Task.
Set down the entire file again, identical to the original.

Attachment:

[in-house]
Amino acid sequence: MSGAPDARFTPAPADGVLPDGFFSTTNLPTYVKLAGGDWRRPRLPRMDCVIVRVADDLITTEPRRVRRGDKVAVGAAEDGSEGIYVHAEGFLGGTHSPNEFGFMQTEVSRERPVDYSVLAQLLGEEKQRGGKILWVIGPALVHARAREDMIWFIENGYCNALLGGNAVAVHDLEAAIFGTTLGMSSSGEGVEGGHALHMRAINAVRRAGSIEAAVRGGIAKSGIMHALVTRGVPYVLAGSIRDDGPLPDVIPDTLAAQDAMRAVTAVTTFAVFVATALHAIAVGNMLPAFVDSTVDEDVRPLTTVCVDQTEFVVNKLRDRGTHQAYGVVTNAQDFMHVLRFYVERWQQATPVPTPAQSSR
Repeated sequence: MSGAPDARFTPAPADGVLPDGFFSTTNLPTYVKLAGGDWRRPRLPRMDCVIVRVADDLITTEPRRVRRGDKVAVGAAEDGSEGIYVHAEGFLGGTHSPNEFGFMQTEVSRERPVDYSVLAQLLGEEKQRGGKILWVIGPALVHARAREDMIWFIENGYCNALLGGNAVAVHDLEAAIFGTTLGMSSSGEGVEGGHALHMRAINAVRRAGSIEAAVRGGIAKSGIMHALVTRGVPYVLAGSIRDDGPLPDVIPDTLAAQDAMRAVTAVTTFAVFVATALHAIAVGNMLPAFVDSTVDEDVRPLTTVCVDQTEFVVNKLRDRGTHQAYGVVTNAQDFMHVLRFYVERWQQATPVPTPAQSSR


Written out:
[in-house]
Amino acid sequence: MSGAPDARFTPAPADGVLPDGFFSTTNLPTYVKLAGGDWRRPRLPRMDCVIVRVADDLITTEPRRVRRGDKVAVGAAEDGSEGIYVHAEGFLGGTHSPNEFGFMQTEVSRERPVDYSVLAQLLGEEKQRGGKILWVIGPALVHARAREDMIWFIENGYCNALLGGNAVAVHDLEAAIFGTTLGMSSSGEGVEGGHALHMRAINAVRRAGSIEAAVRGGIAKSGIMHALVTRGVPYVLAGSIRDDGPLPDVIPDTLAAQDAMRAVTAVTTFAVFVATALHAIAVGNMLPAFVDSTVDEDVRPLTTVCVDQTEFVVNKLRDRGTHQAYGVVTNAQDFMHVLRFYVERWQQATPVPTPAQSSR
Repeated sequence: MSGAPDARFTPAPADGVLPDGFFSTTNLPTYVKLAGGDWRRPRLPRMDCVIVRVADDLITTEPRRVRRGDKVAVGAAEDGSEGIYVHAEGFLGGTHSPNEFGFMQTEVSRERPVDYSVLAQLLGEEKQRGGKILWVIGPALVHARAREDMIWFIENGYCNALLGGNAVAVHDLEAAIFGTTLGMSSSGEGVEGGHALHMRAINAVRRAGSIEAAVRGGIAKSGIMHALVTRGVPYVLAGSIRDDGPLPDVIPDTLAAQDAMRAVTAVTTFAVFVATALHAIAVGNMLPAFVDSTVDEDVRPLTTVCVDQTEFVVNKLRDRGTHQAYGVVTNAQDFMHVLRFYVERWQQATPVPTPAQSSR